: I hate to say this, but your answer gives the impression that you haven't
: had much experience at writing bulletproofed code.

        You make completely unfounded accusations.

: I need to test whether my environment is as I expect it to be and Do The
: Right Thing if my environment are not as desired.

        From your examples, "Do The Right Thing" should likely be to simply
        refuse to run at all and spew out an error message.  This is exactly
        what use strict and the compiler do for you.  This is a code level
        error and should be handed in a "bulletproof" manor by the one
        handling the code, aka the compiler.

: Simply allowing my program to die (or worse, try to run) with a bad
: environment, bad parameters, or bad data... is bad coding style.

        Agreed.  However, if you don't use strict and -w, then you sir are
        not writing "bulletproof code".

        Under this system, your program will neither "die" or "try to run"
        as perl would never let it get that far in the first place.  How
        much more bulletproof could you get?

        >snip<
: >  Use strict.  FRED should never not be defined in such usage, ever.
:
: Again, you miss my point. See next section...
:
: > : I can turn on "use strict" but then I get an error about bareword strings.
: >
: >  Yep.  Most consider this a Good Thing.  If FRED is a constant and
: >  you don't have it at all, your code is in error and should not run.
:
: You have missed my point.  I understand how strict works. I don't want the
: program to bomb.

        Strict sets compile time boundaries that will simply *prevent* your
        program from "bombing" as it will never even start in the first
        place.

: I want to ask if the constant is defined, get an answer, and act on the
: answer.

        In other words, move the check of a coding bug from a compile time
        error where it should be, to run time.  Not only that, you don't
        want perl to automatically do it for you, you want to hope and pray
        that you manually found every spot this could be a problem and
        manually make the coding tests yourself.

        Are you trying writing another compiler...?

: Imagine for a moment a world without the defined() function.  Your only
: choice if you want to know if something is defined is to use -w and see if
: the program succeeds or dies.
:
: Wrong model.  Not perlish.

        Now you're missing the point.  Under strict, the program will never
        "succeeds or die" as it would never have been allowed to start
        running in the first place.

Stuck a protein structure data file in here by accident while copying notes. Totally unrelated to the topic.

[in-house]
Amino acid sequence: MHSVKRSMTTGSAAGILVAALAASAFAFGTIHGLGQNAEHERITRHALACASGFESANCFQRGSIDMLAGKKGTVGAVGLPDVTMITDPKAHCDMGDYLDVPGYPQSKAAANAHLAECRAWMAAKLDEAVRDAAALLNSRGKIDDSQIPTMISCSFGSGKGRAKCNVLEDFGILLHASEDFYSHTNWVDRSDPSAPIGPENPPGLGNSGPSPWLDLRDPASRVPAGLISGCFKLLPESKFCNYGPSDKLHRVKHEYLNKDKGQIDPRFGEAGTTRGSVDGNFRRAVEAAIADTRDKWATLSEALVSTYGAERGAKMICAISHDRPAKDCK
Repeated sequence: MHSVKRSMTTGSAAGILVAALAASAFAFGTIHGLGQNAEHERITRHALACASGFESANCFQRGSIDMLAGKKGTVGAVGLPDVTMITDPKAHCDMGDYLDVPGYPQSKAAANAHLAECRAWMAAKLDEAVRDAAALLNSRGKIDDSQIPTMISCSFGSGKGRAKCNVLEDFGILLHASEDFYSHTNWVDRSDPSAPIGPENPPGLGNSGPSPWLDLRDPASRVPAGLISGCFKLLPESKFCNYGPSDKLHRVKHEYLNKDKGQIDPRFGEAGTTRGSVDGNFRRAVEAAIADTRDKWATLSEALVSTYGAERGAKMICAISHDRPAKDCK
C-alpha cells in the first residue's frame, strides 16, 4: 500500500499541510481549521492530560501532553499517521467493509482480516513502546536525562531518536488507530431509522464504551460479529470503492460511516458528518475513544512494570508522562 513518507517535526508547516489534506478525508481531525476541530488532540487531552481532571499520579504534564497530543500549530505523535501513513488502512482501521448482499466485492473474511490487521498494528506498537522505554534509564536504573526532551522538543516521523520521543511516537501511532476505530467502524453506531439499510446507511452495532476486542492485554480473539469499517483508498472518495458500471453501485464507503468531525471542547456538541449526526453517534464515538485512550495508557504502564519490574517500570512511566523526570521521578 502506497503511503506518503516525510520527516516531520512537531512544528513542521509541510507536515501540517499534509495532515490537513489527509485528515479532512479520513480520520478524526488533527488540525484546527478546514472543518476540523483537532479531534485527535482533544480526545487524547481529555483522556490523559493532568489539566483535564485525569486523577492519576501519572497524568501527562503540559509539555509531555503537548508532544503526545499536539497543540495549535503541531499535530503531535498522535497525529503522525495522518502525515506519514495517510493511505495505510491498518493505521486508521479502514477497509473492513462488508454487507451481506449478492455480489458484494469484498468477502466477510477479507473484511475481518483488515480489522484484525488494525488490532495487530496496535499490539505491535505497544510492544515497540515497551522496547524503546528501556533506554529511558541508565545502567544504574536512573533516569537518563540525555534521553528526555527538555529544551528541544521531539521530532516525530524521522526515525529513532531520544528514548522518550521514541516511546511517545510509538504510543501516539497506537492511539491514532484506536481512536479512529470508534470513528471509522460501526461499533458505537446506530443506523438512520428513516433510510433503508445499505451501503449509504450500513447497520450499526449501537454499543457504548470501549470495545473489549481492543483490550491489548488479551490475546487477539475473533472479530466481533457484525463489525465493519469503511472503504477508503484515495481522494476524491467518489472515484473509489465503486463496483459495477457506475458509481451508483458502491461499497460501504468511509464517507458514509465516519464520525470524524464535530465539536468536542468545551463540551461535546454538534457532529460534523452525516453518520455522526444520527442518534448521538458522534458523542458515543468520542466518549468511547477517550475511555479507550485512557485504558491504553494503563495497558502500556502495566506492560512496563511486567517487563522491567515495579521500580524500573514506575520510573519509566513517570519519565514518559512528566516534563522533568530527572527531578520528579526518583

Do I need to explain the difference between compile time and run
        time error conditions?  Between compiler and user generated
        exceptions?

: >  If you don't define FRED in C, what do you think the compiler will
: >  do with this:
:
: Um.  We are discussing Perl (at least, I was :-)  C has nothing to do with it.

        We're not really talking Perl specifics here, but general language
        independent coding practices.

: > : How (if at all) do I determine if the constant is in use?
: >
: >  See above, but don't do that.
:
: Above... where?

        if (defined &CONSTANT) {

        or

        if (defined *CONSTANT{CODE}) {
        ## Hmm, would exists() work too I wonder?

        >snip<
: > : Or do I just keep using variables for these situations?
: >
: >  Either way.  If you are using a constant/global, there is no excuse
: >  for it not existing if your API calls for it.
:
: The excuse is that users make mistakes.

        Of course, but a compile time exception isn't good enough to catch
        them?!

: The person writing the code that calls my function will not always be me.
: Well-designed functions (well-designed _code_) checks for misuse of the
: API. End of story.

        But if the compiler can enforce this itself, all the better, no?

: > That is an error, and
: >  one that use strict catches at compile time before your program
: >  blows chunks.
:
: I'd rather catch it politely and handle it gracefully.  Some people
: (myself included) consider
:   Bareword "DEBUG" not allowed while "strict subs" in use at foo.pl line 7.
:   Execution of foo.pl aborted due to compilation errors.
: to, er "blow chunks" :-)

        Is it not better then:

        "Sorry, but at some random part of your code you misused my API.  I
         am now sorry to inform you that I will be handing this error
         condition in a manor that nither you expect, or that is commonly
         used by anyone else anywere.  Furthermore, I forget to include in
         this error message exactly what went wrong, what I plan to do about
         it, what you could do to prevent it in the future, or even for that
         matter where the error even was in your code.  Thank you for your
         time, and have a nice day."

: Besides, who are you to second guess my design?  Perhaps if the constant
: is not ddefined, my function should do something other than crash and
: burn?

        Hmm, then you likely aren't writing "bulletproof code".

--

BSD:  A psychoactive drug, popular in the 80s, probably developed at UC
Berkeley or thereabouts.  Similar in many ways to the prescription-only
medication called "System V", but infinitely more useful. (Or, at least,
more fun.)  The full chemical name is "Berkeley Standard Distribution".



Tue, 24 Jul 2001 03:00:00 GMT  
 
 [ 7 post ]